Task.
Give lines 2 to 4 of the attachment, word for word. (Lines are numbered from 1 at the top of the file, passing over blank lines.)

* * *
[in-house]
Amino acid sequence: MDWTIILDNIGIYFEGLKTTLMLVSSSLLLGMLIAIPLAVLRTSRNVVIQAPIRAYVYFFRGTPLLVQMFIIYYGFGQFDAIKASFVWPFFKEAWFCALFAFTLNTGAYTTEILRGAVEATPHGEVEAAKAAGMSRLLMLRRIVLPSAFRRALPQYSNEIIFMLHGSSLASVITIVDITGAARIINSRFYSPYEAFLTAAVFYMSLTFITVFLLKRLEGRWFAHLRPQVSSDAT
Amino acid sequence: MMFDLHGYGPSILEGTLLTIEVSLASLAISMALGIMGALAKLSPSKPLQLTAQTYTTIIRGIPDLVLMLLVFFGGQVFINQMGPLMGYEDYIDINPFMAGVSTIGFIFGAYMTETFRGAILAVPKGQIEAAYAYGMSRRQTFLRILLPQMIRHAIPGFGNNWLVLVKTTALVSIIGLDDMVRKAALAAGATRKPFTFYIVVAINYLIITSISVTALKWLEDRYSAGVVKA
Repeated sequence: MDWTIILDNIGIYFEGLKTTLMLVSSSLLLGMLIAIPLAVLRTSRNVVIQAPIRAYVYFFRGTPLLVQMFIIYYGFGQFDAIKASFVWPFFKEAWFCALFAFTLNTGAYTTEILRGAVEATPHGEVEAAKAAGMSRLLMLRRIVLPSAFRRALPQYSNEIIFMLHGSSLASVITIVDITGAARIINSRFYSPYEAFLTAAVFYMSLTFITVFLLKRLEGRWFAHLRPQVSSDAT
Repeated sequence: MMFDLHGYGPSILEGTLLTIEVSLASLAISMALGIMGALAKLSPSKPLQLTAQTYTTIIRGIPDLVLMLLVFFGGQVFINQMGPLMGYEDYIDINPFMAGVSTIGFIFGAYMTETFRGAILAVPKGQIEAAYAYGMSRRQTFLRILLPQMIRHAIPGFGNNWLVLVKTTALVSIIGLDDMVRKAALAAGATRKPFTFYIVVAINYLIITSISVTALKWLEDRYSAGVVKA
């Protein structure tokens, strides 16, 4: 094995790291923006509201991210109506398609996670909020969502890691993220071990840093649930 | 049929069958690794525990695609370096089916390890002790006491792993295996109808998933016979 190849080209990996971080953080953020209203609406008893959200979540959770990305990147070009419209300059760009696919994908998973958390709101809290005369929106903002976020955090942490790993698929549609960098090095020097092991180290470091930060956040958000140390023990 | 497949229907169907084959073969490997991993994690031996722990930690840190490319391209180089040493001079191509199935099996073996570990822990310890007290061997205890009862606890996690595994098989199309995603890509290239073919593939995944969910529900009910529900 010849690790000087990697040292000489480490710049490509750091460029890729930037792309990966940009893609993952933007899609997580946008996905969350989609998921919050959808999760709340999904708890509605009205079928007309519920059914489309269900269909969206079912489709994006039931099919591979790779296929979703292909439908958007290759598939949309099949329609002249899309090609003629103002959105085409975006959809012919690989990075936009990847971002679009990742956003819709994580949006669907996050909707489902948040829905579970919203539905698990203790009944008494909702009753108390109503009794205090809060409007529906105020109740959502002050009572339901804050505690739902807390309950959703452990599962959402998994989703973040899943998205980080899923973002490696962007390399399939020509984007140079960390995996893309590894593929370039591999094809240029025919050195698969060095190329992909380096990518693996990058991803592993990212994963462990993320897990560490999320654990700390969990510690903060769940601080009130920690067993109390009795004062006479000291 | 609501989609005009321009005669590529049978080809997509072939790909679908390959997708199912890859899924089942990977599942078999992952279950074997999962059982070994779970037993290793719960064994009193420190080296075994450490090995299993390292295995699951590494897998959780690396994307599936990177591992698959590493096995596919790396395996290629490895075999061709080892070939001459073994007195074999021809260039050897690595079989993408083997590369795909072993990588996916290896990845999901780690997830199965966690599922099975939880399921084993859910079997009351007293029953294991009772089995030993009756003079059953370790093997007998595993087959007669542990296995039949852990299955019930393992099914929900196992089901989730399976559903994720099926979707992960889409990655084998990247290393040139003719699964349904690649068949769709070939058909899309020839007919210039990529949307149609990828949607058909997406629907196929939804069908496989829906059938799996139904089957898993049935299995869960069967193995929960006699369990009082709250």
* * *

Amino acid sequence: MDWTIILDNIGIYFEGLKTTLMLVSSSLLLGMLIAIPLAVLRTSRNVVIQAPIRAYVYFFRGTPLLVQMFIIYYGFGQFDAIKASFVWPFFKEAWFCALFAFTLNTGAYTTEILRGAVEATPHGEVEAAKAAGMSRLLMLRRIVLPSAFRRALPQYSNEIIFMLHGSSLASVITIVDITGAARIINSRFYSPYEAFLTAAVFYMSLTFITVFLLKRLEGRWFAHLRPQVSSDAT
Amino acid sequence: MMFDLHGYGPSILEGTLLTIEVSLASLAISMALGIMGALAKLSPSKPLQLTAQTYTTIIRGIPDLVLMLLVFFGGQVFINQMGPLMGYEDYIDINPFMAGVSTIGFIFGAYMTETFRGAILAVPKGQIEAAYAYGMSRRQTFLRILLPQMIRHAIPGFGNNWLVLVKTTALVSIIGLDDMVRKAALAAGATRKPFTFYIVVAINYLIITSISVTALKWLEDRYSAGVVKA
Repeated sequence: MDWTIILDNIGIYFEGLKTTLMLVSSSLLLGMLIAIPLAVLRTSRNVVIQAPIRAYVYFFRGTPLLVQMFIIYYGFGQFDAIKASFVWPFFKEAWFCALFAFTLNTGAYTTEILRGAVEATPHGEVEAAKAAGMSRLLMLRRIVLPSAFRRALPQYSNEIIFMLHGSSLASVITIVDITGAARIINSRFYSPYEAFLTAAVFYMSLTFITVFLLKRLEGRWFAHLRPQVSSDAT